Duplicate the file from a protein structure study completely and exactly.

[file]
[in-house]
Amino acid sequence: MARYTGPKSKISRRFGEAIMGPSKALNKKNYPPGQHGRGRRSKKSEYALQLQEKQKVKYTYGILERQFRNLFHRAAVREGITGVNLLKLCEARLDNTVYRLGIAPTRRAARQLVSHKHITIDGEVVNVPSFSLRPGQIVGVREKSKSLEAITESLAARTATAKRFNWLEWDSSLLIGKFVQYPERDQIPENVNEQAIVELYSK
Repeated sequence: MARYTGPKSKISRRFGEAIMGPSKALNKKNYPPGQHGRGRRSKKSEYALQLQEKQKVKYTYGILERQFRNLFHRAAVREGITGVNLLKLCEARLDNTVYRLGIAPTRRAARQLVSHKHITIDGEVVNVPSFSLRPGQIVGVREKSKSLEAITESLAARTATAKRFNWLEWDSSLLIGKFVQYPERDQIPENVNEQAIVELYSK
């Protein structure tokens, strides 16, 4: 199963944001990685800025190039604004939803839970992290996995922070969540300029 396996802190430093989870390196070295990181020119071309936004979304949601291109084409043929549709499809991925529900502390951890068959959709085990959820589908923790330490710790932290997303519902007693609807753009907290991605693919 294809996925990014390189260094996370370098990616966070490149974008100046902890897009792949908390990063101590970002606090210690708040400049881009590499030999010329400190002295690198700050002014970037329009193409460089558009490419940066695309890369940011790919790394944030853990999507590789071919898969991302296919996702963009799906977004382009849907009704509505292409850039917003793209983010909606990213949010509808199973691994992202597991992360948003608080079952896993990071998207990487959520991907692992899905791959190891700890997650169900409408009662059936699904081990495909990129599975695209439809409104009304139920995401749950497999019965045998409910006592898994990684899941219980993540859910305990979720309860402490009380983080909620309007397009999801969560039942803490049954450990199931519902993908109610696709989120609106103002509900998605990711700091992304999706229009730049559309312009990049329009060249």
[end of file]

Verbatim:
[in-house]
Amino acid sequence: MARYTGPKSKISRRFGEAIMGPSKALNKKNYPPGQHGRGRRSKKSEYALQLQEKQKVKYTYGILERQFRNLFHRAAVREGITGVNLLKLCEARLDNTVYRLGIAPTRRAARQLVSHKHITIDGEVVNVPSFSLRPGQIVGVREKSKSLEAITESLAARTATAKRFNWLEWDSSLLIGKFVQYPERDQIPENVNEQAIVELYSK
Repeated sequence: MARYTGPKSKISRRFGEAIMGPSKALNKKNYPPGQHGRGRRSKKSEYALQLQEKQKVKYTYGILERQFRNLFHRAAVREGITGVNLLKLCEARLDNTVYRLGIAPTRRAARQLVSHKHITIDGEVVNVPSFSLRPGQIVGVREKSKSLEAITESLAARTATAKRFNWLEWDSSLLIGKFVQYPERDQIPENVNEQAIVELYSK
């Protein structure tokens, strides 16, 4: 199963944001990685800025190039604004939803839970992290996995922070969540300029 396996802190430093989870390196070295990181020119071309936004979304949601291109084409043929549709499809991925529900502390951890068959959709085990959820589908923790330490710790932290997303519902007693609807753009907290991605693919 294809996925990014390189260094996370370098990616966070490149974008100046902890897009792949908390990063101590970002606090210690708040400049881009590499030999010329400190002295690198700050002014970037329009193409460089558009490419940066695309890369940011790919790394944030853990999507590789071919898969991302296919996702963009799906977004382009849907009704509505292409850039917003793209983010909606990213949010509808199973691994992202597991992360948003608080079952896993990071998207990487959520991907692992899905791959190891700890997650169900409408009662059936699904081990495909990129599975695209439809409104009304139920995401749950497999019965045998409910006592898994990684899941219980993540859910305990979720309860402490009380983080909620309007397009999801969560039942803490049954450990199931519902993908109610696709989120609106103002509900998605990711700091992304999706229009730049559309312009990049329009060249």